(via ibmsocialbiz)

Pacific Island Trials Aquaponics for Food Supply. Will Cities be Next? | This Big City
Aquaponics could hold the answer to food supply for islands in the Pacific. Many lack suitable soil for growing crops, have limited freshwater, and struggle to import fresh produce because of rising fuel costs. Moreover, a recent study by the marine conservation and advocacy group Oceana named the Cook Islands the country most at risk of food insecurity through ocean acidification, which threatens its fish stocks.
Now, Rarotonga, the largest of the Cook Islands, is trialling a new aquaponic farm which combines aquaculture (raising fish in tanks) with hydroponics (cultivating plants without soil) in symbiosis. In this carbon-neutral ‘closed-loop’ system, nitrate-rich water from the fish tanks irrigate vegetables in nearby beds. The fish waste nourishes the plants; they in turn filter and oxygenate the water before it returns to the tanks. No herbicides, pesticides or hormones are used, and the system uses just 10% of the water required by traditional agriculture.

Pacific Island Trials Aquaponics for Food Supply. Will Cities be Next? | This Big City

Aquaponics could hold the answer to food supply for islands in the Pacific. Many lack suitable soil for growing crops, have limited freshwater, and struggle to import fresh produce because of rising fuel costs. Moreover, a recent study by the marine conservation and advocacy group Oceana named the Cook Islands the country most at risk of food insecurity through ocean acidification, which threatens its fish stocks.

Now, Rarotonga, the largest of the Cook Islands, is trialling a new aquaponic farm which combines aquaculture (raising fish in tanks) with hydroponics (cultivating plants without soil) in symbiosis. In this carbon-neutral ‘closed-loop’ system, nitrate-rich water from the fish tanks irrigate vegetables in nearby beds. The fish waste nourishes the plants; they in turn filter and oxygenate the water before it returns to the tanks. No herbicides, pesticides or hormones are used, and the system uses just 10% of the water required by traditional agriculture.

How drones could build real-world networks to transform delivery of food, medicine, mail, and more | Trends in the Living Networks

The rise of drones (unmanned aerial vehicles) has been at the forefront of the news over the last months, with issues emerging that range from the remote use of military force to domestic privacy.

However there are many very positive applications of drones. Matternet, spawned from a Singularity University program, envisages creating a network of drones to address developing world problems. Over a billion people are geographically isolated and are often not able to access regular transport and the goods that can travel to them. Rather than building physical infrastructure, drones can cheaply and easily allow drugs, food, and other essentials to get to where they are needed. The video below shows the Matternet Vision.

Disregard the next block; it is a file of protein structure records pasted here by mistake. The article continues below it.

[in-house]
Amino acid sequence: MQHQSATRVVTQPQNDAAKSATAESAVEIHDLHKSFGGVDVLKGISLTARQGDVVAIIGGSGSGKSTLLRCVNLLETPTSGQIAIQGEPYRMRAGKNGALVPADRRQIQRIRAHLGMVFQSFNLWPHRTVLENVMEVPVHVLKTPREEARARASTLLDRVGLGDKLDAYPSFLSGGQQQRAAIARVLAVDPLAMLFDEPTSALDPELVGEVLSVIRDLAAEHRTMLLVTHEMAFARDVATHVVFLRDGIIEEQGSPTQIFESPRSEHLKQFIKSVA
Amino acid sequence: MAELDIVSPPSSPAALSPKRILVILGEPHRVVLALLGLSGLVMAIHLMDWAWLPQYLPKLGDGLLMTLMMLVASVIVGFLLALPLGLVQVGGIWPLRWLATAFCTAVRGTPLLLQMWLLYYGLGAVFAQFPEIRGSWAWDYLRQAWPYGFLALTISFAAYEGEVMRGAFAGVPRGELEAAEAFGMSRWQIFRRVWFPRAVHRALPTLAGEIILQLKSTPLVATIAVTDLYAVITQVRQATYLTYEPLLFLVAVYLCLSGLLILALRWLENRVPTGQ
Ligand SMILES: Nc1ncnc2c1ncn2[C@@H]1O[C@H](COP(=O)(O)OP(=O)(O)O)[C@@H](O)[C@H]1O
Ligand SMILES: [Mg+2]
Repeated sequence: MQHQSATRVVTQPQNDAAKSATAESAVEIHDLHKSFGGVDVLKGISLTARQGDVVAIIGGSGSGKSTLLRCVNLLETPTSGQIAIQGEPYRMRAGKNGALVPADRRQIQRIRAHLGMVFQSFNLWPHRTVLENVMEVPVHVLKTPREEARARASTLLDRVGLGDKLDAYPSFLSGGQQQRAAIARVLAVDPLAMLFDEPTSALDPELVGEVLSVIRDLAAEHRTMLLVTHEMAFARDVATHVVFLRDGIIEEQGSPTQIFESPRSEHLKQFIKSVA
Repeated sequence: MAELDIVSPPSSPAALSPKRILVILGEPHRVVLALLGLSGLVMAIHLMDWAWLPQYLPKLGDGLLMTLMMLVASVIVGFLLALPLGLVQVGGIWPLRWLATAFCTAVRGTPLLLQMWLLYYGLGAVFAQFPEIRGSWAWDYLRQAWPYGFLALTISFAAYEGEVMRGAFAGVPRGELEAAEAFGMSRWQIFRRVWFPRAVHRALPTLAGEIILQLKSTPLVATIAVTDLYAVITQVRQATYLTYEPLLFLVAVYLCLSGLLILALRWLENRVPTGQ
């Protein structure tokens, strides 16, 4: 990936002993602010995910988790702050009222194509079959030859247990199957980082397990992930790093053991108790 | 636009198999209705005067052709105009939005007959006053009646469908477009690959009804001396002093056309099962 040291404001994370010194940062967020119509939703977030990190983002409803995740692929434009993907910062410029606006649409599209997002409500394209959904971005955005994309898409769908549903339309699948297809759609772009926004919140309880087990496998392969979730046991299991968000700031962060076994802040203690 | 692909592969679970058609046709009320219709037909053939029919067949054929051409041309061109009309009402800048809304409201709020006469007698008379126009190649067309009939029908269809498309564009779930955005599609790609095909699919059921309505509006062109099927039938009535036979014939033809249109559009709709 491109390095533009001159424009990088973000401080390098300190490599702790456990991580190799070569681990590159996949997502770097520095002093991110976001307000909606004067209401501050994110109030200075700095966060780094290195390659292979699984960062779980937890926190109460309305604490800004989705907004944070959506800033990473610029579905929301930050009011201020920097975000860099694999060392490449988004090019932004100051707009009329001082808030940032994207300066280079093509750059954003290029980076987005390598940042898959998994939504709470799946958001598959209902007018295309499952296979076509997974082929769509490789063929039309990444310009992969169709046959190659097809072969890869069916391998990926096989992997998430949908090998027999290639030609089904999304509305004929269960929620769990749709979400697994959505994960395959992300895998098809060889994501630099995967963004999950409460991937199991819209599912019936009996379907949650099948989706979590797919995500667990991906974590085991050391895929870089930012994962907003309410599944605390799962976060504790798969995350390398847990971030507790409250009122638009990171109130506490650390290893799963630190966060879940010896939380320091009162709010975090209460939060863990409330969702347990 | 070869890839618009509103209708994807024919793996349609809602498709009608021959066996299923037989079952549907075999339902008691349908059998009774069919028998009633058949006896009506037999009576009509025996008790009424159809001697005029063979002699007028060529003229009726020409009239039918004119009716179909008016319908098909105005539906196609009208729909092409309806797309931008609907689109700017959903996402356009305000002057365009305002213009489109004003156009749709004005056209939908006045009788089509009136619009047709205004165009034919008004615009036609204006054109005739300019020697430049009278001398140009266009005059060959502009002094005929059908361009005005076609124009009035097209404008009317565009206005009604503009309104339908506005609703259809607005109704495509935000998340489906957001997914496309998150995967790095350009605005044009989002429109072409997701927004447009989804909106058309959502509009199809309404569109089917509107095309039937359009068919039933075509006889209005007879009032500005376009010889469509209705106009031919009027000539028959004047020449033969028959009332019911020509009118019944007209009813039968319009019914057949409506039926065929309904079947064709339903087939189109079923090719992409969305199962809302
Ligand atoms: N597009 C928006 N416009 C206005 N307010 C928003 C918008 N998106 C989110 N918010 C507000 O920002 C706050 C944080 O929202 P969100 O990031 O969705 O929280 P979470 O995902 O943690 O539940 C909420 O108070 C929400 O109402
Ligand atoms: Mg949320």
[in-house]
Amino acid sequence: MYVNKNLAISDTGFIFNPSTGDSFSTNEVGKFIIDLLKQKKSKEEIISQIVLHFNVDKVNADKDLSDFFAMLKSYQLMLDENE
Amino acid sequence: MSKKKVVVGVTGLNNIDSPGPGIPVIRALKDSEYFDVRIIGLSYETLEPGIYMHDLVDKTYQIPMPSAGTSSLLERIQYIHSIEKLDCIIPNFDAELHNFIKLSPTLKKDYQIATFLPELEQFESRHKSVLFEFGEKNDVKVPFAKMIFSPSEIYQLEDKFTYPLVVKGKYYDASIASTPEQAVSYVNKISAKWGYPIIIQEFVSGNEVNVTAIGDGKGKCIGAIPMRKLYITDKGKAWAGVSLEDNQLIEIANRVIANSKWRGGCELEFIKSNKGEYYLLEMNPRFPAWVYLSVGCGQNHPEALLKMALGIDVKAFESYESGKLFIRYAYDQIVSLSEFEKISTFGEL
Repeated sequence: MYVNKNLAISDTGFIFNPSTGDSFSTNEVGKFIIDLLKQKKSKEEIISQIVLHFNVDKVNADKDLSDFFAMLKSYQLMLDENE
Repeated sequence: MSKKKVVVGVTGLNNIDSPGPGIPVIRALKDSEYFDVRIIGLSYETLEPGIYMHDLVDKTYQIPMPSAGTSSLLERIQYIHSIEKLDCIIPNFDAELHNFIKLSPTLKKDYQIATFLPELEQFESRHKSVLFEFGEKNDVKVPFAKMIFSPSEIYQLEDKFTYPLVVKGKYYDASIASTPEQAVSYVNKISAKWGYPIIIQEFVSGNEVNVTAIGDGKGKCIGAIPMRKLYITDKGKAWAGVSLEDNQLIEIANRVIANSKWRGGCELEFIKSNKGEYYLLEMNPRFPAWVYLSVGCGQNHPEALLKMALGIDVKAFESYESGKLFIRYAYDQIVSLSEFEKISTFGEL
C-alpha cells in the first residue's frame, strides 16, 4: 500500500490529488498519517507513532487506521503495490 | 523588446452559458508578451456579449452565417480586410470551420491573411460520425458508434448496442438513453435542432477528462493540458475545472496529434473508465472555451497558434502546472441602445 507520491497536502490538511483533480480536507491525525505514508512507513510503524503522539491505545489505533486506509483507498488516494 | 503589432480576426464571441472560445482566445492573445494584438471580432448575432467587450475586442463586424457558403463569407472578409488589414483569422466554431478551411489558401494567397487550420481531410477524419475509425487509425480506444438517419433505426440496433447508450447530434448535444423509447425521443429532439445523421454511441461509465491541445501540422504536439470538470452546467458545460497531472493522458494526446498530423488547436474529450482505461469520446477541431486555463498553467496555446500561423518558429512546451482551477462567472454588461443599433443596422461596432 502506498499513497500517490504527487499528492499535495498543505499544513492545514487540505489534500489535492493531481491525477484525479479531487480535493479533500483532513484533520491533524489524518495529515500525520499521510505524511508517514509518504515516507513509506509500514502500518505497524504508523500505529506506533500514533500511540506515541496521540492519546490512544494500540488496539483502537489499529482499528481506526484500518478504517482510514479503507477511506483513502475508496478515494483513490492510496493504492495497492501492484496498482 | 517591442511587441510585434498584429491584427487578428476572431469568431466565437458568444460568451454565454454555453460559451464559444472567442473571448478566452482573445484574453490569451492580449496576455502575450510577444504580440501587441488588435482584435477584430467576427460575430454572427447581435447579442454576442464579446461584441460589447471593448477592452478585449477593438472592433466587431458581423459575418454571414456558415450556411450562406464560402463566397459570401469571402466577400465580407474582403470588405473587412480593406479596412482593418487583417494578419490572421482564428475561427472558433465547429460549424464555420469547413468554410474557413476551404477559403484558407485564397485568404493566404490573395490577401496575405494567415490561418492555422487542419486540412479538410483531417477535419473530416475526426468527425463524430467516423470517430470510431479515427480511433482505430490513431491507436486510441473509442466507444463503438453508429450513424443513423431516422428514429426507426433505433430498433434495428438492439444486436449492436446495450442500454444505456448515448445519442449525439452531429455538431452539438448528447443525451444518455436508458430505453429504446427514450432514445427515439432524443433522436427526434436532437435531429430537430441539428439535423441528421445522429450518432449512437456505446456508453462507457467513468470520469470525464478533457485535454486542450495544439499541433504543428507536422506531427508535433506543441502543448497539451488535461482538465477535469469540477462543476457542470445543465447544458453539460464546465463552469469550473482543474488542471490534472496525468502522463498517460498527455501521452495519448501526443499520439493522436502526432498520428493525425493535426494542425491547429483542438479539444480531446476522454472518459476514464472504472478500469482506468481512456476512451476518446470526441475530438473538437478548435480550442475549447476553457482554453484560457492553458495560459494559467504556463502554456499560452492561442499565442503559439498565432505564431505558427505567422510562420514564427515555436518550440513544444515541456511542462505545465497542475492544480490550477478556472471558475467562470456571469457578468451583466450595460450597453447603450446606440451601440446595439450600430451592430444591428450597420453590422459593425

IBM uses ‘big data’ tech to keep horse out of your meatballs | VentureBeat
Imagine this scenario: A dinner guest to The Cheesecake Factory in Louisville, Ky. informs his waiter about some funky tasting ketchup. Simultaneously, across the country in Palo Alto, Calif., a customer complains about the color and consistency of the ketchup on his burger. 
Are these two scenarios related and potentially linked back to a bad batch from a supplier? And if so, will The Cheesecake Factory be able to prevent such incidences from occurring?
“You need to take structured data like a restaurant’s location and combine it with unstructured data like the color of the mustard or taste of the ketchup,” said Paul Chang, a program director for the consumer products team at IBM.
For restaurant chains with dozens of locations and hundreds of suppliers, it’s a near impossible task to maintain the consistency of ingredients. One screw up from a supplier and they risk unhappy customers, or worse still, a rogue meatball infected with horse meat.

IBM uses ‘big data’ tech to keep horse out of your meatballs | VentureBeat

Imagine this scenario: A dinner guest to The Cheesecake Factory in Louisville, Ky. informs his waiter about some funky tasting ketchup. Simultaneously, across the country in Palo Alto, Calif., a customer complains about the color and consistency of the ketchup on his burger. 

Are these two scenarios related and potentially linked back to a bad batch from a supplier? And if so, will The Cheesecake Factory be able to prevent such incidences from occurring?

“You need to take structured data like a restaurant’s location and combine it with unstructured data like the color of the mustard or taste of the ketchup,” said Paul Chang, a program director for the consumer products team at IBM.

For restaurant chains with dozens of locations and hundreds of suppliers, it’s a near impossible task to maintain the consistency of ingredients. One screw up from a supplier and they risk unhappy customers, or worse still, a rogue meatball infected with horse meat.